4. You will squeeze harder on your own dollars than investor dollars. It’s just human nature that we remember the pain of earning our own dollars, versus those “donated” by someone else. Focusing on the burn rate and prioritizing every possible expense will keep overhead down, help you stay lean, and achieve a higher profit earlier.

  5. Sometimes survival requires staying under the radar. People who give you money like to talk about their great investment, and competitors see you coming. Sometimes creative efforts need more time before launch, or your efforts to run the company need tuning. Investors like to replace Founders who don’t seem to be moving fast enough.

  6. Managing investors is a distraction from your core business. Fundraising and investor governance are never-ending tasks, which will take real focus away from building the right product and finding real customers. Having more money to spend, but spending it on the wrong things, certainly doesn’t pave the road to success.

  7. Entrepreneurs need to start small and pivot quickly. Start with a minimum viable product (MVP), as well as a minimum viable team. Investors like a well-rounded team, working in a highly parallel fashion. That takes more money and time to set up, and more people to re-train and re-educate when forced to redirect your strategy.

  8. The best partners are ones who share costs and risks. With no investors, you will work harder to find vendors who will absorb costs and associated risks for a potentially bigger return later. Since they now have real skin in the game, they will also work harder to show quality and value, which is a win-win-win for you, them, and your customers.

  9. You will be happier and under less pressure. You should choose to be an entrepreneur to be able to do what you love. Yet we all apply pressure to ourselves to do these things to our own satisfaction. Investor money brings so many additional pressures, that personal happiness and satisfaction can be completely jeopardized.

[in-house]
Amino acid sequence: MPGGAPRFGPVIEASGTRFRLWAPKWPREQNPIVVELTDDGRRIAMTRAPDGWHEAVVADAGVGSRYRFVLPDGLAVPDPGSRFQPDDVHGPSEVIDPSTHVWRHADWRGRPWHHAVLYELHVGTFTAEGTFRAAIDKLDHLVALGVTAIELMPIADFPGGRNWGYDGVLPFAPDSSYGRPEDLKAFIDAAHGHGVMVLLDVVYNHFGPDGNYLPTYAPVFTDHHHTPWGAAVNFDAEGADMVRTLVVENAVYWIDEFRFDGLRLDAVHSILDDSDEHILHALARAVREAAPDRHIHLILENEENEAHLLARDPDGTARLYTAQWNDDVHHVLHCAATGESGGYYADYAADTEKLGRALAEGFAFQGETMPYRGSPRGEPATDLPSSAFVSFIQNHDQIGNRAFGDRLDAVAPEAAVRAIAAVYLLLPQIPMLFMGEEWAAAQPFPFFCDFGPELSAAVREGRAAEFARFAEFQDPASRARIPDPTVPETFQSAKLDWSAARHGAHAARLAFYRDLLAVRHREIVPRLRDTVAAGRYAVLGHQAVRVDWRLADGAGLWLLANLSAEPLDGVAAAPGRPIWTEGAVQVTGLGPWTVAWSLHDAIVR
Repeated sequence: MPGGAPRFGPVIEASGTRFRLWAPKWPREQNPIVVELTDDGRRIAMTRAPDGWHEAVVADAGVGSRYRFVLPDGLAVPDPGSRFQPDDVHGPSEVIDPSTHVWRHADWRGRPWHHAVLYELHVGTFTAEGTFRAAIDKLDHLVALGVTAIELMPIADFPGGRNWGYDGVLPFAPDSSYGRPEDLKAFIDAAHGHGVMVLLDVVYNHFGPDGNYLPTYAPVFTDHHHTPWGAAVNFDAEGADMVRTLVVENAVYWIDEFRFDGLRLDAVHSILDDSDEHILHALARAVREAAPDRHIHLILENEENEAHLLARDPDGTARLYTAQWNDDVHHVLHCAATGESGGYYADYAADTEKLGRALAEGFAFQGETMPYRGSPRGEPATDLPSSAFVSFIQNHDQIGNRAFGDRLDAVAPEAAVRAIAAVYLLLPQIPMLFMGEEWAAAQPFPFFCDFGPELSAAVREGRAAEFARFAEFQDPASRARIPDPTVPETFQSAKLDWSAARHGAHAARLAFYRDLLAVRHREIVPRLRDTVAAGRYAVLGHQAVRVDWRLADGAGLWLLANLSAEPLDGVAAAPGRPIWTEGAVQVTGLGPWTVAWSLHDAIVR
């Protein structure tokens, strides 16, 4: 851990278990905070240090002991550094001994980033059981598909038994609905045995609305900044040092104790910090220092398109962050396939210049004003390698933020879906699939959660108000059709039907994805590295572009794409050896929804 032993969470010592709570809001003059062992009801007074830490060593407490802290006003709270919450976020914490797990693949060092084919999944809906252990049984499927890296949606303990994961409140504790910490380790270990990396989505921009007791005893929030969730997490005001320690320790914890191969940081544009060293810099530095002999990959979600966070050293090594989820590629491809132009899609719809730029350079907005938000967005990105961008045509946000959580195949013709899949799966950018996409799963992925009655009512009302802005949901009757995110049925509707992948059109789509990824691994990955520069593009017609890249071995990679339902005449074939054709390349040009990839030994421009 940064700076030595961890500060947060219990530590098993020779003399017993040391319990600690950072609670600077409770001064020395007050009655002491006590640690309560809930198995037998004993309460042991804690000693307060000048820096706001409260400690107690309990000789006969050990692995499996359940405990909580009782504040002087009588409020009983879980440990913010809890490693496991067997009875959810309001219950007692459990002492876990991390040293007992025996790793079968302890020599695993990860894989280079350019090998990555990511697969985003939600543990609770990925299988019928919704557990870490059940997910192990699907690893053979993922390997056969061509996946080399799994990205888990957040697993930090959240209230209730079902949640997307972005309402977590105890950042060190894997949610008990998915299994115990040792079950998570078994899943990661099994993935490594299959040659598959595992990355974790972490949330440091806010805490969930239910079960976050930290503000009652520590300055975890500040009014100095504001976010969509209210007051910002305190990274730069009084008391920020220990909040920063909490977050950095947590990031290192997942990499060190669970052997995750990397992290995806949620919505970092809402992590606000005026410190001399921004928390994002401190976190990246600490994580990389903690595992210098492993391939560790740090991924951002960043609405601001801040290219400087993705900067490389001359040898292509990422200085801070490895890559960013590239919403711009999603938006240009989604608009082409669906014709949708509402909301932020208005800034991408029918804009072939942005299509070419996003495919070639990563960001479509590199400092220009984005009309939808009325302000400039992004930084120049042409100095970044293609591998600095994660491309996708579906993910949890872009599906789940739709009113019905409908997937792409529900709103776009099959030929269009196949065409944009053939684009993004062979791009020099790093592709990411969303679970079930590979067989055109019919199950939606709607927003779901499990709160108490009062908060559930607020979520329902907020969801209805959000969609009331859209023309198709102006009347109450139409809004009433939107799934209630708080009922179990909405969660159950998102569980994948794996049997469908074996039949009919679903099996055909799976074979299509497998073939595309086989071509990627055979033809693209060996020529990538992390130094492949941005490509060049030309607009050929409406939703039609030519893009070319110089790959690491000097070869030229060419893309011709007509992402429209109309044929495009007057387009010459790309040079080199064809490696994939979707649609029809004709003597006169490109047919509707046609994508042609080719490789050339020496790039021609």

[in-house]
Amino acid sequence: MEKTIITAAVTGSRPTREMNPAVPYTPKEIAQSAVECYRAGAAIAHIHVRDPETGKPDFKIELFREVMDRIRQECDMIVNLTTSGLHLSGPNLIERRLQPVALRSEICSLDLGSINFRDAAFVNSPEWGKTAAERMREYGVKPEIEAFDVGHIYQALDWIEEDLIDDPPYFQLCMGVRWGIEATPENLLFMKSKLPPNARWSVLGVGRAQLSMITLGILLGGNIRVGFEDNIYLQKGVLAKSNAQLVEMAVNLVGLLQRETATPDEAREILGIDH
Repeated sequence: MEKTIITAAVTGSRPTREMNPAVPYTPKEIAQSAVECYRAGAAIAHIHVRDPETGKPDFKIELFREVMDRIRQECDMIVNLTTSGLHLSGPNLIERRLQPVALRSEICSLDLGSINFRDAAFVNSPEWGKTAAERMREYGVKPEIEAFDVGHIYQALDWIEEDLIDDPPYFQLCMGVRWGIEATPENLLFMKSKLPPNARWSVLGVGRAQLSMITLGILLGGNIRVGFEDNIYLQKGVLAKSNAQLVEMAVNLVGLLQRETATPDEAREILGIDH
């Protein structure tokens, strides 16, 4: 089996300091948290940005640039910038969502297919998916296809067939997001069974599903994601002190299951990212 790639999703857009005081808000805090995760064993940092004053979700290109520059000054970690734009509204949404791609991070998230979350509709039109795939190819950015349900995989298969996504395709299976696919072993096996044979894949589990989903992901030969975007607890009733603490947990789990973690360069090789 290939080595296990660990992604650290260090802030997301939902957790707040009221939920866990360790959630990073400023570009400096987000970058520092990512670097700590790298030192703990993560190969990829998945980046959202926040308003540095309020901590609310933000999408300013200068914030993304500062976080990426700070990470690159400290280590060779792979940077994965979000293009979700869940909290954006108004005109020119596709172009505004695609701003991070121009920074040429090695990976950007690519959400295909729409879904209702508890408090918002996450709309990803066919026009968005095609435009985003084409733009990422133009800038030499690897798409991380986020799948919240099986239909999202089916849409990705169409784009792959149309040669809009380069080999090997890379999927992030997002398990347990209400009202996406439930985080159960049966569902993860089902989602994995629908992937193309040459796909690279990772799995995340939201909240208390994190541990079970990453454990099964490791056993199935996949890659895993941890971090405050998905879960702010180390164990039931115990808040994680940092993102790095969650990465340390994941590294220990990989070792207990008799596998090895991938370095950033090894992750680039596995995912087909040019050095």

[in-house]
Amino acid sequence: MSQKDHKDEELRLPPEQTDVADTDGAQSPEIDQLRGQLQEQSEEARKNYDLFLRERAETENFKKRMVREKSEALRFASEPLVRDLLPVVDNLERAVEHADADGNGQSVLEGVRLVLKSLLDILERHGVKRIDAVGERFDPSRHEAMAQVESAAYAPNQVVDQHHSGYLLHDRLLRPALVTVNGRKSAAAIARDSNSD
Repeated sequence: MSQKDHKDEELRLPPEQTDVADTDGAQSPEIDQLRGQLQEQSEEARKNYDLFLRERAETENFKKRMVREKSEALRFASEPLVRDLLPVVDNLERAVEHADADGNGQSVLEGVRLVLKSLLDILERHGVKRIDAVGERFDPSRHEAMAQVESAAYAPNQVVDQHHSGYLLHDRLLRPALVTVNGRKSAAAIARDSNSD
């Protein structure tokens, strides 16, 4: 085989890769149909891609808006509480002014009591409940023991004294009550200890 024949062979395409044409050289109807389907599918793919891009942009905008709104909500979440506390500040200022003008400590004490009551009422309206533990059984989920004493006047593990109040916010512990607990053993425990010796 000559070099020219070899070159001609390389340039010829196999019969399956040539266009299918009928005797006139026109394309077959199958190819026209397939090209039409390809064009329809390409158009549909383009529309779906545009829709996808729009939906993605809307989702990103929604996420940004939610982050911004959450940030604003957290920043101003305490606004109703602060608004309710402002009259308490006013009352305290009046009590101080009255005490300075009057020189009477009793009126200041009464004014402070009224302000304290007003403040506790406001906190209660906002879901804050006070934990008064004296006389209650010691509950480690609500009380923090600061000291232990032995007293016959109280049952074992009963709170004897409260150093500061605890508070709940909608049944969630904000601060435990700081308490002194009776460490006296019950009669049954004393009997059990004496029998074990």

10. Show you are committed to your startup, not just involved. When you put your own financing on the line, your partners, your team, and eventually your customers will know that you are committed to solving their problem. That increases their motivation and conviction, which are the keys to their success as well as yours.

Of course, some of you will say, I don’t have a dollar and my big idea can’t wait. Unfortunately, outside investors are not an answer to this problem. To investors, having no money indicates that you may not have the discipline to manage their money, and manage a tough business process as well.

In these cases, I would suggest you work in another similar startup for a while, to learn the business, save your pennies, and test your startup concept on the side. A startup idea executed hastily and poorly will be killed more completely than any timing delay. Are you sure the money you seek is really your key to changing the world?

Marty Zwilling


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Sunday, December 14, 2014

10 Tough Quandaries That Lead Entrepreneurs Astray

right-way-dilemma Most entrepreneurs struggle with many startup Founders dilemmas in building their business, and these key dilemmas are probably the biggest source of pain and failure for the entrepreneur lifestyle. People may jump into the lifestyle to be their own boss, achieve great wealth, start a new trend, or all the above. The dilemma is that these goals are usually mutually exclusive.

For example, is the person who starts a new trend likely to be the one who controls it through the growth phase? In a famous study of 212 new ventures a few years ago, Harvard professor Noam Wasserman found that half the Founders were no longer at the helm after three years, and over time 80% were forced out. That’s not an attractive statistic if you crave control and power.

Don’t wait for the harsh reality of the demanding business world to start thinking about these tradeoffs. The research from Wasserman and others outlines the following top ten dilemmas that every Founder needs to deal with sooner or later in their career as an entrepreneur: